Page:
More than 500 evangelical leaders from all 50 states signed a letter to President Trump asking him to reconsider his controversial executive order. The letter included the likes of Ann Voskamp, Southeastern Baptist Theological Seminary President Daniel Akin, and Open Doors USA President and CEO David Curry.
While they acknowledged the order could prevent bloodshed on American soil, America should still be a nation of compassion.
"We live in a dangerous world and affirm the crucial role of government in protecting us from harm and in setting the terms on refugee admissions. However, compassion and security can coexist, as they have for decades," states the letter. "While we are eager to welcome persecuted Christians, we also welcome vulnerable Muslims or people of other faiths or no faith at all. This executive order dramatically reduces the overall number of refugees allowed this year, robbing families of hope and a future."
The letter points out that thousands of churches have welcomed and sheltered suffering refugees through the Refugee Resettlement Program.
"It is not new for the church to use its voice on behalf of those who have none. It is part of our historic call and identity. And for nearly four decades World Relief has helped thousands of churches and tens of thousands of volunteers express that call by welcoming refugees. This letter is evidence that the church will not abandon its calling to serve the most vulnerable," said World Relief President Scott Arbeiter.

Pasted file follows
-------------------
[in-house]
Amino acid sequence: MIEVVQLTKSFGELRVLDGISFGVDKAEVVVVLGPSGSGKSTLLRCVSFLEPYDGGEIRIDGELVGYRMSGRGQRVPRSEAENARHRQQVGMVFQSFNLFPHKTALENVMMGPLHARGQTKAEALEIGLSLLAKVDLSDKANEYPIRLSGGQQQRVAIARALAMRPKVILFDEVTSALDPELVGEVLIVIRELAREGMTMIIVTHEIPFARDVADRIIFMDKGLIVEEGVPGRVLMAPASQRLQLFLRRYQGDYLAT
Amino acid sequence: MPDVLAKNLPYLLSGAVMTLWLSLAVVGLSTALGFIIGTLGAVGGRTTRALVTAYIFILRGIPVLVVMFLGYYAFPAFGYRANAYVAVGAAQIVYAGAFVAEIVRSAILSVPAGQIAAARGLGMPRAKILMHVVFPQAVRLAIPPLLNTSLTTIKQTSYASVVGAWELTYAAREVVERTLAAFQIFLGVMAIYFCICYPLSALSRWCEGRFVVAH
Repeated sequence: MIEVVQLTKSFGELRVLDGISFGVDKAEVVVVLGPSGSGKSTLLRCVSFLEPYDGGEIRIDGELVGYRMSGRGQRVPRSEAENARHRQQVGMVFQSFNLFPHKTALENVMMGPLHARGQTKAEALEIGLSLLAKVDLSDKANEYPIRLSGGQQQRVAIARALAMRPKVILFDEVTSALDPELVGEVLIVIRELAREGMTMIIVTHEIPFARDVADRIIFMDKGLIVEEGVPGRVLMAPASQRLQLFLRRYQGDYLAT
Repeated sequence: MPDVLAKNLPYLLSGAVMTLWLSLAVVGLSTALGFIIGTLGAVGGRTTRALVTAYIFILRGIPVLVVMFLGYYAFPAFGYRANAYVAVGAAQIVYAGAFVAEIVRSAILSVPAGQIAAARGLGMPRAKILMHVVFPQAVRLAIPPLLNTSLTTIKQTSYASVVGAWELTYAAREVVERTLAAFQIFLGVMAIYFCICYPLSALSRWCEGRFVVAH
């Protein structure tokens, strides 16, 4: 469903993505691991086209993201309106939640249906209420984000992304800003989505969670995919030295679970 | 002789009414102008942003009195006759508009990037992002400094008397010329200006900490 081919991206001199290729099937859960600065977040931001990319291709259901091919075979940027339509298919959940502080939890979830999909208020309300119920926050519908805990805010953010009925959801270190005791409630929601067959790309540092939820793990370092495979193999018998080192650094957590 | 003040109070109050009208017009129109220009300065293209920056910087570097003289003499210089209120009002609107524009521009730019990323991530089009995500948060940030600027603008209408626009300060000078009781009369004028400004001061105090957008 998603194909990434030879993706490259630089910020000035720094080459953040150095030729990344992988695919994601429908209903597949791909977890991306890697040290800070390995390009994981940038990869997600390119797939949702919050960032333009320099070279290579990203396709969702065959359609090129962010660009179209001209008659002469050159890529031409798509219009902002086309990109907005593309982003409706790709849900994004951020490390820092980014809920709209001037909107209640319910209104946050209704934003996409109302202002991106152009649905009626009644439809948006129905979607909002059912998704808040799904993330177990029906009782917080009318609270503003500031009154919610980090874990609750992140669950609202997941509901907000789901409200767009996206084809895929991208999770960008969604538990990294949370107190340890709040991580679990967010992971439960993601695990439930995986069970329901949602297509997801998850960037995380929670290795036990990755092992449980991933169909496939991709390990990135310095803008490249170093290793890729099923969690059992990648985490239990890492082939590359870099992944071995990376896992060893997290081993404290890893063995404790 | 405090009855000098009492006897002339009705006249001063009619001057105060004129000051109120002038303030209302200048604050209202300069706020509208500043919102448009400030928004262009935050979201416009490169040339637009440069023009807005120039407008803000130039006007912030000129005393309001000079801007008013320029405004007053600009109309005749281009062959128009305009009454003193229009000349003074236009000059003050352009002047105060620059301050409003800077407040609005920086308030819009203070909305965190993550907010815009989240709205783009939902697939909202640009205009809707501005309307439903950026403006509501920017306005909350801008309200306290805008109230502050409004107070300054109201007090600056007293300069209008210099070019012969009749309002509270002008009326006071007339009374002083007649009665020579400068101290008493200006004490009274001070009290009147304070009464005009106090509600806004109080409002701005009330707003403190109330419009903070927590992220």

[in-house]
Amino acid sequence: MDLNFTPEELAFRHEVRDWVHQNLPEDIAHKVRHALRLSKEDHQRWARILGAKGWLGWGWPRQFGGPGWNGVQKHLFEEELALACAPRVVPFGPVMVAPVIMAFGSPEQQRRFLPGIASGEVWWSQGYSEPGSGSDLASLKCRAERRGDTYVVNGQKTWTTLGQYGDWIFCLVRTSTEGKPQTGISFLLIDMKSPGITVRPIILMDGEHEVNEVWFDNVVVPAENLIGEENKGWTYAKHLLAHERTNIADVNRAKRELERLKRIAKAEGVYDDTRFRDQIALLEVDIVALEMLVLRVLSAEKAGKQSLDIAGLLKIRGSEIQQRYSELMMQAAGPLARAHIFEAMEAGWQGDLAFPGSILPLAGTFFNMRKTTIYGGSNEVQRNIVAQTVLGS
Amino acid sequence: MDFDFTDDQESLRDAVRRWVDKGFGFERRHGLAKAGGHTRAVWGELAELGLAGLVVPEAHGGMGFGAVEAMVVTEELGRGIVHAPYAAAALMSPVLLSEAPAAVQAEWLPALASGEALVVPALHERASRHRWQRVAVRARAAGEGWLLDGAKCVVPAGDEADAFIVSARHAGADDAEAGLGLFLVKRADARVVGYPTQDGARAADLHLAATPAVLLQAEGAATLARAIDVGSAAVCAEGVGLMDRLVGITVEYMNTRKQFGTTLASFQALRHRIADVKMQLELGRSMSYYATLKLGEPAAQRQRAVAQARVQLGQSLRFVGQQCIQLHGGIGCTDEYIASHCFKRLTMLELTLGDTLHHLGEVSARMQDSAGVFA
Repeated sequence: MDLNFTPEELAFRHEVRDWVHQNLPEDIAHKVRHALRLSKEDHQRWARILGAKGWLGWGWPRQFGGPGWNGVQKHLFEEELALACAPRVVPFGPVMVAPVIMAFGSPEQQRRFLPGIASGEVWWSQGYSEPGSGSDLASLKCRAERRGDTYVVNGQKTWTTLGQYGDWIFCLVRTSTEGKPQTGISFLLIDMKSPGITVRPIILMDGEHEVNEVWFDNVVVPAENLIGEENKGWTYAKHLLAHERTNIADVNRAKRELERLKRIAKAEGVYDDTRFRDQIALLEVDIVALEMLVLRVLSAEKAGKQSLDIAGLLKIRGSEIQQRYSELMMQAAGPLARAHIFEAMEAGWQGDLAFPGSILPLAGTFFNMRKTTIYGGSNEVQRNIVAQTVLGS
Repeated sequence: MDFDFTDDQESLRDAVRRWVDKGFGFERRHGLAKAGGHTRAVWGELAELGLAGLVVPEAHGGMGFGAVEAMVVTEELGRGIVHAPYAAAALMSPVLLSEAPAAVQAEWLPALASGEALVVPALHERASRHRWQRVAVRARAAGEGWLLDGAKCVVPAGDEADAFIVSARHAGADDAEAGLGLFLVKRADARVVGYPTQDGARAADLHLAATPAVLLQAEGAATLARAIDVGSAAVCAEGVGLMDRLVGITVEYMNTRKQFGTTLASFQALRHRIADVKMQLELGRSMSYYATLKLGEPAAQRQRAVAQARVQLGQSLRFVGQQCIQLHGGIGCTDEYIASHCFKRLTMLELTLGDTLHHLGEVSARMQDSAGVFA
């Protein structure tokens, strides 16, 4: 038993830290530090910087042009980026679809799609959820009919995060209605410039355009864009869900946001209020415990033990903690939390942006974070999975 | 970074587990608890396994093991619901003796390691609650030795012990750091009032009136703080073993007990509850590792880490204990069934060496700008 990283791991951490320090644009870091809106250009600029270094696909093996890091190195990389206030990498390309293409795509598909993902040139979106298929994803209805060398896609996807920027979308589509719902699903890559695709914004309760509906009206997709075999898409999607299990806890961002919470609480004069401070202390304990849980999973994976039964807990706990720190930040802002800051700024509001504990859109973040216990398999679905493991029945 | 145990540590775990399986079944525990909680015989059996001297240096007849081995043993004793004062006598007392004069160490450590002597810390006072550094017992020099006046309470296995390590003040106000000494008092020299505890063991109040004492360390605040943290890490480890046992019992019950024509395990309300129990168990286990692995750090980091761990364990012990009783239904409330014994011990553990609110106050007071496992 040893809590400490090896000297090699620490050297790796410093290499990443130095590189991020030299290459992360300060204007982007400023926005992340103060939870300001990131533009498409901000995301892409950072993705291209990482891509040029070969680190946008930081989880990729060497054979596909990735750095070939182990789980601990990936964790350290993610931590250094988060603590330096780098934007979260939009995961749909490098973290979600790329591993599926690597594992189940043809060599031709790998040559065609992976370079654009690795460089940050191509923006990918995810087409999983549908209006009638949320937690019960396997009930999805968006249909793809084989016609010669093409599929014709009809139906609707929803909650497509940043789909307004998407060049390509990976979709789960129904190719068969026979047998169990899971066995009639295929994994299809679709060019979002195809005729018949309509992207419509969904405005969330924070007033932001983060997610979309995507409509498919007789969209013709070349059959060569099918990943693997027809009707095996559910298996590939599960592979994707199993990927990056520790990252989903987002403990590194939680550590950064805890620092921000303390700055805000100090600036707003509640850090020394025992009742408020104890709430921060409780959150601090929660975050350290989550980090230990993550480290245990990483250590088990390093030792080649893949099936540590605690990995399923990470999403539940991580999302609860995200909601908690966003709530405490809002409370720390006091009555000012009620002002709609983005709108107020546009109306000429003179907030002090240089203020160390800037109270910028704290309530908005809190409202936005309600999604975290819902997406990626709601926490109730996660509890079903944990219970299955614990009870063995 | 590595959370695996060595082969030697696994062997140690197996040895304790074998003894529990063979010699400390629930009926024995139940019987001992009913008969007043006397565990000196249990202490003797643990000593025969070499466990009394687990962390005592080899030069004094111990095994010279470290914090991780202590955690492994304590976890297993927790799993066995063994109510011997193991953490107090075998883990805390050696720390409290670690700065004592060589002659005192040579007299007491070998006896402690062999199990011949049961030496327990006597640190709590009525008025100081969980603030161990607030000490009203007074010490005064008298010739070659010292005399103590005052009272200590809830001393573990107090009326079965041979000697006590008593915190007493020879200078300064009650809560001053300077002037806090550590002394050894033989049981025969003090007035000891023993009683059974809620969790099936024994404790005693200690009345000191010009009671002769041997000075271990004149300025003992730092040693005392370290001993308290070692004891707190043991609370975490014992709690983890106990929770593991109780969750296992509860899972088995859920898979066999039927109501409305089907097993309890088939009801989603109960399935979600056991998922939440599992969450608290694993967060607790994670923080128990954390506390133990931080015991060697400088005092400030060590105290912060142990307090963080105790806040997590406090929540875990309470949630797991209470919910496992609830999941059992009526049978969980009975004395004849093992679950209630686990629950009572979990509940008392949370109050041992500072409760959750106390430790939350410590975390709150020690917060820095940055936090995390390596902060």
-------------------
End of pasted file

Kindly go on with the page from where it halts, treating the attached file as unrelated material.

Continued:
Christian author Lynne Hybels says the refugee ban debate has a greater spritual side to it that goes further than all the politics.
"For some people, embracing refugees is a political issue," she says. "For me, as a Christian, speaking up for and caring for refugees is more an act of worship and obedience to a God whose Kingdom is global and whose 'mercies are new every morning."
The evangelical leaders in this letter and World Relief are asking Christians to make their voices heard as well by signing the letter with them.